This article is part four in a series honoring Ricks College and BYU-Idaho alumni who lost their lives in the service of their country.

“Greater love hath no man than this, that a man lay down his life for his friends.” (John 15:13)

2nd Lt. John Vernile Clinger

John Vernile Clinger during his service in the United States Army.

John Vernile Clinger during his service in the United States Army. Photo credit: Courtesy of Kari Kruger

New Guinea was a death trap. There were no horses to ride, hot springs to swim in or pianos to play for Jack Clinger. Nothing but a jungle filled with Japanese and mosquitoes — both deadly. But he was just happy he had a B-25 bomber to co-pilot.

Jack Clinger was born on June 13, 1923, in LaBelle, Idaho to Vivian and Zella Clinger. Raised in Rexburg, Jack was a typical Idaho farm boy. He loved to fish, he loved animals and he loved to impress the girls at church youth parties with his dancing.

Intent on becoming a doctor, Jack enrolled at the University of Utah in 1941. When the U.S. entered World War II, he decided to enlist in the Army Air Corps so he could become a pilot.

On August 18, 1944, Jack was one of four lieutenants aboard the B-25 on a flying exercise with 15 other planes. Another plane banked the wrong way and hit his plane, knocking it’s wing off and sending it into the sea.

Around that same time at 2:50 a.m. Zella Clinger, Jack’s mom, sprung awake. She thought she had heard somebody.

“Who’s in there?” she cried.


Again, she called, “Who’s in there?”

No response.

She got up, checked the bathroom and then the front room. Both were empty. She should have been afraid, but instead, she had a funny feeling. A feeling she couldn’t describe.

Days later she learned of Jack’s plane crash. No bodies were recovered. Her mind went back to the night she heard the noise in the living room. Jack had come to say goodbye.

Special thanks to Kari Kruger and Donita Crooks for assisting in the research for Jack Clinger. Another special thanks to the late Zella Clinger for the information she provided through her written life sketch.

Cpl. Marvin Erastus Frandsen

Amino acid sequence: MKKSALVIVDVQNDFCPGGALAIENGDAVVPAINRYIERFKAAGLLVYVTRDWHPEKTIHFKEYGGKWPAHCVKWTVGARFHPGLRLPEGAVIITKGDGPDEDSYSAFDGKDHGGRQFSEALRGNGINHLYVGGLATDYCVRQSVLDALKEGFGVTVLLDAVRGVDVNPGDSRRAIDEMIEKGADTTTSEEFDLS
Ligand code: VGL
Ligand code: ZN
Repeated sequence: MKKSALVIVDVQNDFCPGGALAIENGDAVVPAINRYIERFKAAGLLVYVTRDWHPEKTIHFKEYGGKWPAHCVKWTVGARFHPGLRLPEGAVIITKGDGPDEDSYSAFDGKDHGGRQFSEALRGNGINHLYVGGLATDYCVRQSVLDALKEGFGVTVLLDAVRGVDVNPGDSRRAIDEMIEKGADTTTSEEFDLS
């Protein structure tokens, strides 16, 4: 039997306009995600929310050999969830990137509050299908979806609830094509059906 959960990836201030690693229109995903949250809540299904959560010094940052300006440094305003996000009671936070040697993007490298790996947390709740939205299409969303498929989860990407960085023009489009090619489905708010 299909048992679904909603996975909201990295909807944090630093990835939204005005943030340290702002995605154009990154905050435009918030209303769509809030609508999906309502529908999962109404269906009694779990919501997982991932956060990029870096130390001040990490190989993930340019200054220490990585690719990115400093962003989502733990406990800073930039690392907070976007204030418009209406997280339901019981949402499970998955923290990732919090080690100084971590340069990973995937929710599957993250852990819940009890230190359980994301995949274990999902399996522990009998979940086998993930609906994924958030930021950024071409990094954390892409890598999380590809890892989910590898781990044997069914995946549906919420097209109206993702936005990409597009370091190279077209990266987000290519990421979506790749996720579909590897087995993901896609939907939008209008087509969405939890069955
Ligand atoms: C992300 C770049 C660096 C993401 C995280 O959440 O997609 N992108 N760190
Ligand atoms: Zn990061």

Marvin Frandsen was born on May 22, 1919, in Basalt, Idaho to Victor and Sarah Frandsen. He attended Firth High School and was part of the glee club.

Marvin was drafted into the 319th Bombardment Squadron of the Army Air Forces. The squadron was shipped to Hawaii in September 1942 to prepare for bombardment missions in the Pacific.

In October, Marvin wrote a letter to his sister, Erma, saying that he had just discovered the temple in Laie, Hawaii, was near his base and he was planning to receive the endowment, a Latter-day Saint ritual, once he received his temple recommend from back home in Idaho. Unfortunately, his squadron was moved to Australia in November.

The squadron bombed enemy airfields, troop concentrations, ground installations and shipping in New Guinea. Marvin lost his life on December 19, 1942, in New Guinea.

The following month, his squadron was awarded the Distinguished Unit Citation for their work in New Guinea. On December 4, 1943, Marvin received his temple endowment by proxy in the Logan Utah Temple.

Lt. Reed Palmer Waters
A portrait of Reed Palmer Waters who died in New Guinea while serving in the Army during World War II.

Reed Palmer Waters died in New Guinea while serving in the Army during World War II. Photo credit: Courtesy of Marsha Killian Lawhorn

Reed Waters was born on June 23, 1920, in Rigby, Idaho to Claude and Charlotte Waters. He married Eliza Belnap on December 29, 1941, in Thurston, Washington and they had one daughter, Susan Jean.

Reed lost his life in New Guinea on August 9, 1944.